Mindfulness Is Not An Option. It’s Good Hygiene.

Men washing in waterfall
Photo by Robert Collins on Unsplash

Do you wash your hands daily?

Why?

Because living means getting dirty. All day you come into contact with people, packaging, pets, surfaces, and food. Fingers get sticky. Palms get grimy. Washing your hands prevents disease, and frankly, it just makes you feel good. You can go out and interact with confidence because you’re not smelly or gross. Hygiene is important, not just for your own health, but out of respect for everyone who you come into contact with.

So now ask yourself, “How often do you ‘clean’ your mind?”

…Interesting question…

I see the possible answers bubbling up.

“My mind isn’t dirty.”

Sure it is. Check again.

“Watching my favorite drama helps me decompress.”

Yeah, watching Netflix feels pleasant and relaxing. It certainly can move your attention away from other stressors and distract you from your mental grime, but it doesn’t help get rid of it.

“Exercise helps me clear and freshen my mind.”

Exercise can refresh your mind space, but it is a roundabout approach. It is like dusting off surfaces without dealing with any of the accumulated mental junk.

“Ok, well then it has to be a good night’s sleep,”

True, sleep is a powerful mental reset (if you’re lucky to get enough of it). But sleep alone is often not enough for optimal mental functioning in the overstimulating world we live in. You need other cleansing to help manage the stickiness of daily life. This is where mindfulness comes into play.


Mindfulness is the Antidote to Daily Dirt

Mindfulness helps directly deal with the overwhelming amount of processing, decision making, assumption generating, future simulating and sensory integration you do on a daily basis. Every passing thought, feeling, image, memory, and sensation leaves a trace, a residue. These imprints on your mind might seem insignificant, but they build up over time. By the end of the day, your mind is ‘dirty’, your vision is cloudy, and your judgment is imprecise.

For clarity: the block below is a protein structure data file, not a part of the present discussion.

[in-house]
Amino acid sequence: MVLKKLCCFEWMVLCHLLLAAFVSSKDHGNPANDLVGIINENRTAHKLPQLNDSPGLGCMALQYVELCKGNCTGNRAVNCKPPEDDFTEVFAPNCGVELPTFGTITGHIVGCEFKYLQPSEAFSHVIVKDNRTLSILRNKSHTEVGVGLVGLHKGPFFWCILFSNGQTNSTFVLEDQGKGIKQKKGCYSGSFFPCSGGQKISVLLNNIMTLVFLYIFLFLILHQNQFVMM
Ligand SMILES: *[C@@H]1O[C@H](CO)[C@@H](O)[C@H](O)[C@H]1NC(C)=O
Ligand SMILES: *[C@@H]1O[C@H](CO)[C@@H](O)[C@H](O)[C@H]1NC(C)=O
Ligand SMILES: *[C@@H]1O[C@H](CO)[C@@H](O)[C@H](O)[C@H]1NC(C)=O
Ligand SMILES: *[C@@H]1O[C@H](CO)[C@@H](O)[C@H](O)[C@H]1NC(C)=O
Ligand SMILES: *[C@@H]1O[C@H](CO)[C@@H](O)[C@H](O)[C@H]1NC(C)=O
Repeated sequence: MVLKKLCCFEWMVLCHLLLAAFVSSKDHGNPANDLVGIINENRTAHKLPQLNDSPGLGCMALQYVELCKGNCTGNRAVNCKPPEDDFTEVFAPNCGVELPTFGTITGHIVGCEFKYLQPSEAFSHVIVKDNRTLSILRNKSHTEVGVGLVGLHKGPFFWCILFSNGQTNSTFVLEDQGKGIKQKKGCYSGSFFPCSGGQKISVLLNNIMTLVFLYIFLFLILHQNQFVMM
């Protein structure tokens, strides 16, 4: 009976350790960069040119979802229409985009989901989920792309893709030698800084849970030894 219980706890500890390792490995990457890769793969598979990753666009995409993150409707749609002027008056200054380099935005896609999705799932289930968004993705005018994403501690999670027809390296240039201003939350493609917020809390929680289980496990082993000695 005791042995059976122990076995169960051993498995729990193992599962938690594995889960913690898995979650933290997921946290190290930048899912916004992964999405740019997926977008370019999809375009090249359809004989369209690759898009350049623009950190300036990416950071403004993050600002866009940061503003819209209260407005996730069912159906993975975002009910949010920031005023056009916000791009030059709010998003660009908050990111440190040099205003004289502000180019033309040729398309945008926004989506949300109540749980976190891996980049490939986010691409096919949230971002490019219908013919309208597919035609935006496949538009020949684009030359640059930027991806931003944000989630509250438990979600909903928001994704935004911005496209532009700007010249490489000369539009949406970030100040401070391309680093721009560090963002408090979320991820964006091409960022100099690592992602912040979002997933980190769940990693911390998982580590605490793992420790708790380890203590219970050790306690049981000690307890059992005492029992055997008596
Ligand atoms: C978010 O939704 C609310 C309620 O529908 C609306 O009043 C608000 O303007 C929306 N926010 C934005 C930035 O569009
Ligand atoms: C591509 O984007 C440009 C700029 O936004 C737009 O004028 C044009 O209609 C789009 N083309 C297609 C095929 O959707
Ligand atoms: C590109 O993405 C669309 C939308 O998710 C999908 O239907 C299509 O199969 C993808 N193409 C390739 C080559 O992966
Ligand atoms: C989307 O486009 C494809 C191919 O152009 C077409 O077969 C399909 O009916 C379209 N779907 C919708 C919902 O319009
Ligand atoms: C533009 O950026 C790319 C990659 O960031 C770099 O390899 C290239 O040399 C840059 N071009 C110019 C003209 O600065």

Mindfulness helps you detach from the daily ‘dirt’. It creates space to see what’s clinging to your mind. This way can notice if you’re carrying around unnecessary emotional baggage or acting unconsciously from an event you haven’t fully processed.

Mindfulness allows you to take stock of what’s actually going on for you, right now. From here, you can decide what to do with it all. You can decide whether it’s worth holding on to or ready to be let go. You can ‘clean’ your mind by bringing your attention back to the present moment with kindness and care.

The challenge is that unlike physical dirt, it’s difficult to know when your mind is full of grime. There’s isn’t the tangible signs of being covered with an unclean substance. But the more you practice, the more sensitive you become to what a clear and clean mind is like. You begin to notice when your mind feels cluttered and cloudy. You see the unprocessed and unconscious stuff accumulate, and now you have a tool–mindfulness meditation–to help you tidy up.

Take Care of Your Psychological and Interpersonal Hygiene — For Others

Washing your hands is not only good for your health, but it is also respectful of others. Similarly, maintaining good psychological hygiene through mindfulness is one way to become more aware when you are projecting your mental ‘dirt’ on others. Mindfulness, along with shadow work and other practices, prevents you from unconsciously spreading biases, reactive habits, and unwholesome judgments.

If you have reservations or hesitations about practicing mindfulness, I understand. But if it’s not enough to keep your mind clean for yourself, do it for others. They not only deserve to have your best self present during the day, but they also don’t want to be responsible for managing and cleaning up after your mental mess.

While you’re washing-up, breathe and smile 🙂

~ Jeff

P.S. Do you want to learn how to start practicing mindfulness?

Sign up for the “Commit to Sit: 31 Day Meditation Challenge” and receive daily practice in your inbox for the month of May. It’s only $31 and all of your money goes to support Inward Bound Mindfulness Education scholarships and programming.

Not only are you contributing to a great cause, for a dollar a day you can learn how to “wash your mind” and reap the benefits of this incredible practice.

Jeff Siegel
Jeff Siegel
Jeff Siegel, M.Ed, is a personal trainer, health, and wellness life coach, Harvard University mindfulness instructor, and professional speaker.

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